March 21, at 2:
A Life of Peace and Dignity Written by Farida Abdulla, this essay is a personal account of her experience in Kashmir—before, during and after the enforcement of centralized government rule over the area.
Born and brought up in Kashmir, she reflects on the seething resentment of people treated like more border territory than citizens of the country. By narrating two incidents strongly embedded in her mind, she attempts to show the complexity of the situation, and the pain and confusion of the people living there.
Trapped between the government- sanctioned armed forces and the ideological militant resistors, Kashmiri people are often unable to distinguish between the two groups, and are in constant fear for their lives. She raises questions about security and autonomy, especially in the case of women.
While the struggle of women in India has been a long and arduous one, their status becomes even more unstable in a region fraught with suppression and violence.
Female voices are either lost in the larger masculine struggle, or are subsumed in the singular narrative of rape and sexual abuse.
Abdulla hopes for a safe space for people divided by religion and gender to resolve their conflicts and live in peace and dignity. The India Papers 2 uses a brief history of protest in the north-eastern states of India to illustrate the contract between the state, the army and the rule of law.
The author identifies that this literature has a dual parentage that manifests in its narratives, where characters with fragmented identities negotiate to make India their home.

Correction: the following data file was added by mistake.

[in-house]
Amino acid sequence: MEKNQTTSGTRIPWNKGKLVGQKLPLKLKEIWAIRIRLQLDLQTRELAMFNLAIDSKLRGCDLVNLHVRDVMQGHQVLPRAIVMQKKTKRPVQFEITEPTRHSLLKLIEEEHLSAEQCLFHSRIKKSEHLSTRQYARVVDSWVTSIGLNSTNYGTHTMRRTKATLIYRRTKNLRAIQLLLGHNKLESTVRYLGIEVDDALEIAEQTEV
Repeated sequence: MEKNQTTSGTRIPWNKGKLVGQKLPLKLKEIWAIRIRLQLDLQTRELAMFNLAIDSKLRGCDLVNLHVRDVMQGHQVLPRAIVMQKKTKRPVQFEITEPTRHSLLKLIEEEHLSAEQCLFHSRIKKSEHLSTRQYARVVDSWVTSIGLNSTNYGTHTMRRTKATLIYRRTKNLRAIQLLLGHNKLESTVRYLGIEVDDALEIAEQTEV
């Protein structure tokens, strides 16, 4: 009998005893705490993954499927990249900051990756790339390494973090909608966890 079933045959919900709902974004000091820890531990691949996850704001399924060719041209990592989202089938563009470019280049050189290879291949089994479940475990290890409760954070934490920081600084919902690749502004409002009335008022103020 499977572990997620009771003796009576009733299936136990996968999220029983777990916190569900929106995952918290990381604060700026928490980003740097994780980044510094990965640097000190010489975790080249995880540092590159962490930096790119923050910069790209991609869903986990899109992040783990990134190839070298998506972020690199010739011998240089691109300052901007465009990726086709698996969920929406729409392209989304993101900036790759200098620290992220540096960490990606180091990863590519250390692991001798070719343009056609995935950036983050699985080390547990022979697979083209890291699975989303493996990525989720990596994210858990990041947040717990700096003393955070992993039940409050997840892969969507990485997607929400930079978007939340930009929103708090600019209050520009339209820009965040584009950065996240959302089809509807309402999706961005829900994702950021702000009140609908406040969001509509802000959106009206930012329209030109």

She focuses on the treatment of history within these narratives, and the struggle of characters to reconcile their personal or national history with the post-colonial present.
Women in particular seem to have tenuous relationships with the house, often being marginalized in the idea of the nation. But their relationships with each other seem to transcend national and ethnic identities, and help them navigate through the nation.
Chanda focuses on these relationships in particular, associating the motherland with the biological mother. Unlike in the legal world, in these accounts lines between methods of assault and degrees of injury emerge blurred, and many of them remain unreported or have otherwise not been disclosed by the survivors.
Exposing the vulnerability of Dalit women to both gender-based exploitation and caste-based violence, the essay investigates the threats that follow the women into their homes, their workplace, and the streets. Covering the many different structures that enable and even perpetuate such violence, the essay focuses in particular on the jogini system that legitimises prostitution even as it creates a circle of exploitation and social discrimination.
This leads to an analysis not only of the incidents and functions of sexual violence, but also of the consequences that have to be borne by the survivors alone. It is the study of the contributing factors to this discourse, coupled with the functions and social effects of this particular kind of sexual violence, that the essay concerns itself with.